Retail is evolving quickly and there are many predictions about the store of the future. Some suggest the death of the brick-and-mortar model; others talk about a world where there is no checkout, no queuing – a world so smart that predictive technologies restock our necessities as they run out. But what’s the reality?
Despite the rise of e-commerce, online channels accounted for only 8.7% of global retail sales in 2016, and in 2019, 87% of retail sales will still occur in-store. So, while the discussion continues, most agree that the physical store is likely to remain, except that its focus will change – distinctly.
The store of the future will no longer focus on making a sale. Instead, physical stores that survive well into the future will change how they operate and service their customers. Stores will increasingly move from showrooms to playrooms where shoppers can experience products in a meaningful way. They will become experience hubs for consumers, allowing product immersion that eventually drives a purchase, online or offline. Ultimately, the retailers that win will be those that can leverage powerful yet subtle technology to offer inspiring physical experiences to shoppers, as well as moments that touch them, to result in conversions.
While the physical store will likely continue to play a key role, it’s also clear is that consumers will continue to increase their shopping online. This is especially so in Asia-Pacific, which will remain the world’s largest retail e-commerce market through 2020, with sales topping $1 trillion in 2016 and more than doubling to $2.725 trillion by 2020.
This gives traditional retailers an opportunity to capitalize on the biggest advantage they have over their online pure-play counterparts – the physical stores themselves. By transforming the store into one that blends physical and digital, a retailer can provide an evocative, experiential shopping journey as well as create a flexible fulfillment center. This enables retailers to profit from their investment in stores near where people live, work, and play.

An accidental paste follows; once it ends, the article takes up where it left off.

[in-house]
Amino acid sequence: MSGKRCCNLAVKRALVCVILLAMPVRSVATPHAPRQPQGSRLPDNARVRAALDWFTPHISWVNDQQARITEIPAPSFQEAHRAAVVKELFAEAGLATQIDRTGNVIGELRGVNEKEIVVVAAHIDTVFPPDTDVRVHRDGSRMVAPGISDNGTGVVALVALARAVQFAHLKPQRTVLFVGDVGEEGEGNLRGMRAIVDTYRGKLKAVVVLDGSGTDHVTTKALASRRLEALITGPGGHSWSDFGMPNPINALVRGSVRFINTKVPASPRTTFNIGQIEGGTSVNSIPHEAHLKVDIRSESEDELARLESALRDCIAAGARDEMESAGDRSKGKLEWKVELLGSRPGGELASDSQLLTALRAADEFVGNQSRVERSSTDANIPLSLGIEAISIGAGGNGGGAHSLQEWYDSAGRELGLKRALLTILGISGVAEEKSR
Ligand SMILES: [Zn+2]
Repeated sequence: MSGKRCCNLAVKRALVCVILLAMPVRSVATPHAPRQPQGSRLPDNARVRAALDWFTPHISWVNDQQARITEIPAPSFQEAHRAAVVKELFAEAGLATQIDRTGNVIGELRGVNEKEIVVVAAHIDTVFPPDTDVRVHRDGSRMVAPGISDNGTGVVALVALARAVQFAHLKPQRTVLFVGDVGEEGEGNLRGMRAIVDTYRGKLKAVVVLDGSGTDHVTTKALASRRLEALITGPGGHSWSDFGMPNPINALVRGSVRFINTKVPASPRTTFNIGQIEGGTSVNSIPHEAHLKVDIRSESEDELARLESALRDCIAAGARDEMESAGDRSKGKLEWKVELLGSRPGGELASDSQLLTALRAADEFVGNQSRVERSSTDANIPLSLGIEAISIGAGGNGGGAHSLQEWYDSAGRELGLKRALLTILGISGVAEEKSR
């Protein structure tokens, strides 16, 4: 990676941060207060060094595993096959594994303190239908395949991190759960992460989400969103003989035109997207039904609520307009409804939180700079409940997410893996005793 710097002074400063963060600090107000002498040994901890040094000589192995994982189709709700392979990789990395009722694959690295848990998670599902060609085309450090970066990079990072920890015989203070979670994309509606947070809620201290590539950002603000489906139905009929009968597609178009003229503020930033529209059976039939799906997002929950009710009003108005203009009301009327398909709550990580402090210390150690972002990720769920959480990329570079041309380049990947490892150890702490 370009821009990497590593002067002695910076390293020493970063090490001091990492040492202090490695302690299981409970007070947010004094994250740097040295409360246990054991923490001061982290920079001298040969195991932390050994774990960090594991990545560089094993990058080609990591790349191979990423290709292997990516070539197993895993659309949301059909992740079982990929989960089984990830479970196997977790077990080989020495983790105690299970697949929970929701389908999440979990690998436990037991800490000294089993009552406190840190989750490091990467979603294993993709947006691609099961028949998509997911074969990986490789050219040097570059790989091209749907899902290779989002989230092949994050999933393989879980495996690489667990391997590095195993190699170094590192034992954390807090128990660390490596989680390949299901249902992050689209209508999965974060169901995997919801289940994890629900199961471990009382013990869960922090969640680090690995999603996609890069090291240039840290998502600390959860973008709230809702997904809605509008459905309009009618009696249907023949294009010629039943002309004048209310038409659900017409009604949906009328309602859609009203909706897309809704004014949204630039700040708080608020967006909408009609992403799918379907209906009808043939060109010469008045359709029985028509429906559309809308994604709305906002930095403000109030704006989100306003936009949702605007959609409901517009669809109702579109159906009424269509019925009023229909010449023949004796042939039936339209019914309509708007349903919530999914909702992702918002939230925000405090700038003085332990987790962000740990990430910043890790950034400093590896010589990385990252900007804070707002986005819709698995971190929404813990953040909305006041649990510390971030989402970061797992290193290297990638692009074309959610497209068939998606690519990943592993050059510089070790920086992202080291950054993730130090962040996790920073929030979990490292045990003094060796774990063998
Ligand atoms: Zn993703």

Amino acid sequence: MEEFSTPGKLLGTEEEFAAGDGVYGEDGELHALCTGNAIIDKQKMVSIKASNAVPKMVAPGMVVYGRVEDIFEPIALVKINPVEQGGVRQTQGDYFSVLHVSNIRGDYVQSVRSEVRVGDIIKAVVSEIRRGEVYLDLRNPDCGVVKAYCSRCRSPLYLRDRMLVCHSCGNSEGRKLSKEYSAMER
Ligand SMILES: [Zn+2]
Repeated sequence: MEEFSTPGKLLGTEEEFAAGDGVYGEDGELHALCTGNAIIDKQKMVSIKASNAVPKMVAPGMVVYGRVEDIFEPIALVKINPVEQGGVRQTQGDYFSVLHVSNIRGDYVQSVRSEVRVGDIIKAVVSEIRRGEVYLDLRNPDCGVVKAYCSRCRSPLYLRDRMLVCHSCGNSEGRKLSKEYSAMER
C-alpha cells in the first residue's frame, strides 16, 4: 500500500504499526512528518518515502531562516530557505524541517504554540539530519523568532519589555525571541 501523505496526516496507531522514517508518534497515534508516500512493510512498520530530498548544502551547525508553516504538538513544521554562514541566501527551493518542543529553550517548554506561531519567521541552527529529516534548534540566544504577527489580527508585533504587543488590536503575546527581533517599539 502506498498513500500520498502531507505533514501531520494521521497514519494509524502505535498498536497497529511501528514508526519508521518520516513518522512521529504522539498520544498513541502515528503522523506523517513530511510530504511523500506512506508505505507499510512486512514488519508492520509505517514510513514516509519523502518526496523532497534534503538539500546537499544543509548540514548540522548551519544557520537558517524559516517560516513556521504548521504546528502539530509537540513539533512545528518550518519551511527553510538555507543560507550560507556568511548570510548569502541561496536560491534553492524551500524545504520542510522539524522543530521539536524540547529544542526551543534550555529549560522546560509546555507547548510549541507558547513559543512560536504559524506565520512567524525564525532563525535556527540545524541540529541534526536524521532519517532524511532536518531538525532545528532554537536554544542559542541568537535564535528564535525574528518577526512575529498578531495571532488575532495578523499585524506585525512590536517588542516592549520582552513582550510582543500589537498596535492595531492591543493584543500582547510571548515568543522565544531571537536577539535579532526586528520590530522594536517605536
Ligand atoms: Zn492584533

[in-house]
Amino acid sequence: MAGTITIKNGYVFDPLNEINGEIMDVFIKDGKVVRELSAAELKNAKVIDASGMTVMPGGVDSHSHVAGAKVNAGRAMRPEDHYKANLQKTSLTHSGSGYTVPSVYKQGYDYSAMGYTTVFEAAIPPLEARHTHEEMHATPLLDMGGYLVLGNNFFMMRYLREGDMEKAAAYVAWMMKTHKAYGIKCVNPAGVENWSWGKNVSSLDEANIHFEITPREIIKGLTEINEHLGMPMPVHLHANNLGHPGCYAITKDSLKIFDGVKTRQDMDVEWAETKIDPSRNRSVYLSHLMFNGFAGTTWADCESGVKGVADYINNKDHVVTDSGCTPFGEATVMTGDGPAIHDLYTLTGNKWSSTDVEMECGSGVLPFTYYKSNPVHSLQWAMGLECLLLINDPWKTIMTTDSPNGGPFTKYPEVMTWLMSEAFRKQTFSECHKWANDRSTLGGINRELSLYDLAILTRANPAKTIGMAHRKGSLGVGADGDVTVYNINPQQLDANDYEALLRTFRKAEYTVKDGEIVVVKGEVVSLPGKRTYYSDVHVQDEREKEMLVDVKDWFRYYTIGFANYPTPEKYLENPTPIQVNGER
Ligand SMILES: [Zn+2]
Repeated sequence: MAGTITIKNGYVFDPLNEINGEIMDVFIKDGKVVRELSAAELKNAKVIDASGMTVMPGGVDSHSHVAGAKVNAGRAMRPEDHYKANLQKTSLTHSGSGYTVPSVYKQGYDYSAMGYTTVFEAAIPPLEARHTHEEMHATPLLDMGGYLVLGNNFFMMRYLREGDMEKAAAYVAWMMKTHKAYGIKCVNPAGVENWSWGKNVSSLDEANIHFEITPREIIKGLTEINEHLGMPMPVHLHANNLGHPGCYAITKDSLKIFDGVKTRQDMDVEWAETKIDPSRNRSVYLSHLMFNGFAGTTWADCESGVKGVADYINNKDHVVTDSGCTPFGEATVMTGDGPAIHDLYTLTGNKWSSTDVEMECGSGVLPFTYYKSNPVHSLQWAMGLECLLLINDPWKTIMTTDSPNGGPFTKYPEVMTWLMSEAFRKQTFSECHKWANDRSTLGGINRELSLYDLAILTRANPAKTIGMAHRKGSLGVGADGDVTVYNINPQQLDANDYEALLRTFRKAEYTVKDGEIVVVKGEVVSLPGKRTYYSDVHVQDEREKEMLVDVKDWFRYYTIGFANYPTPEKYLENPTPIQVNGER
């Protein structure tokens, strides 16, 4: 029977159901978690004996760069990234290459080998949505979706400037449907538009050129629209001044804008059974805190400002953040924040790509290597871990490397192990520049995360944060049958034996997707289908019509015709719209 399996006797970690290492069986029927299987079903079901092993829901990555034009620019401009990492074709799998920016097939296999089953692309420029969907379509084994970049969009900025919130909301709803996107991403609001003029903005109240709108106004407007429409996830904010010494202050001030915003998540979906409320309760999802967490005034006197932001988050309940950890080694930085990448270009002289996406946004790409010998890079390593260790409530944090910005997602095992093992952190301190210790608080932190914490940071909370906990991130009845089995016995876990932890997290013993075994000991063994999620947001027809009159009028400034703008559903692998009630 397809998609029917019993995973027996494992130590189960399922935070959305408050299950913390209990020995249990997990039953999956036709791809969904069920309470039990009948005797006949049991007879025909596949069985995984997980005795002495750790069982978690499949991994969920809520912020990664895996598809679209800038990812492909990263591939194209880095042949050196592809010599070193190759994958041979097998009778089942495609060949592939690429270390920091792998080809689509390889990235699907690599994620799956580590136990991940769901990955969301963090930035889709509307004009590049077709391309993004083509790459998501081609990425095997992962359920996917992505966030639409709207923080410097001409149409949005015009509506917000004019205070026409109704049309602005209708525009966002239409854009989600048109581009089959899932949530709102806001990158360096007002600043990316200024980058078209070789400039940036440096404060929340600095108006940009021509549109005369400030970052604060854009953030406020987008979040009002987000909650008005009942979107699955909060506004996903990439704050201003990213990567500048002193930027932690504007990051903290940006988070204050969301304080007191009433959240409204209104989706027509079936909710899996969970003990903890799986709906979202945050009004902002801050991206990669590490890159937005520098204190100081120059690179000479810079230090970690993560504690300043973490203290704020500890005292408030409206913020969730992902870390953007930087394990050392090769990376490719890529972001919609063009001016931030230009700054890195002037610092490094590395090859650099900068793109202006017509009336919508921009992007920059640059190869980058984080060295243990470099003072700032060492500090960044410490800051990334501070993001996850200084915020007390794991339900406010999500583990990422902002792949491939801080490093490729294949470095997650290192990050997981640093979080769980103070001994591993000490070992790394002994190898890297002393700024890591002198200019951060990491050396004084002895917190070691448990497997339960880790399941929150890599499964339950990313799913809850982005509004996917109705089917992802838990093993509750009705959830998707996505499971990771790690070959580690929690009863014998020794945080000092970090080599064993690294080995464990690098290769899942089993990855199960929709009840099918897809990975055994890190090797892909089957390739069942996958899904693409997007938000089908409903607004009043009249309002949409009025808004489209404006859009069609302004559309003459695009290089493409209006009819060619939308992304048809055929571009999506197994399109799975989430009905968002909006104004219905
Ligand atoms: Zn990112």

The pressure is compounded by dwindling foot traffic in shopping malls, especially in the more developed retail markets. Many mall operators are proactively helping their retail tenants bridge the digital divide, transforming beyond mere “lifestyle centers” by exploring click-and-collect shopping, enhancing customer engagement experiences, and even experimenting with deliveries using drones. We’ll see more of these types of initiatives in the months and years to come and – in some cases – a reversal of the dwindling footfalls. Whether or not shoppers return to malls, one thing is clear: Retailers must innovate or fall to Digital Darwinism.
We are already seeing today’s technologies influencing the store of tomorrow.
In essence, online and offline presences are complementary extensions of each other; online provides the hyper-convenience and offline provides the experiential engagement.
New, disruptive technologies and innovative methods have and will continue to emerge to help retailers enhance customer engagement. However, the winning retailers will be those that can amalgamate both online and offline presence into a seamless customer engagement channel. Otherwise, there is simply no way a retailer can effectively engage its more demanding and savvy customers.
Brian began delivering Business Transformation Programmes enabled by SAP around twenty years ago. Well-grounded with the structure and rigour the Big 5 gives, from the outset Brian’s passion has been to ensure real business performance is delivered by the Programme (i.e. enabled by technology, not distracted by it).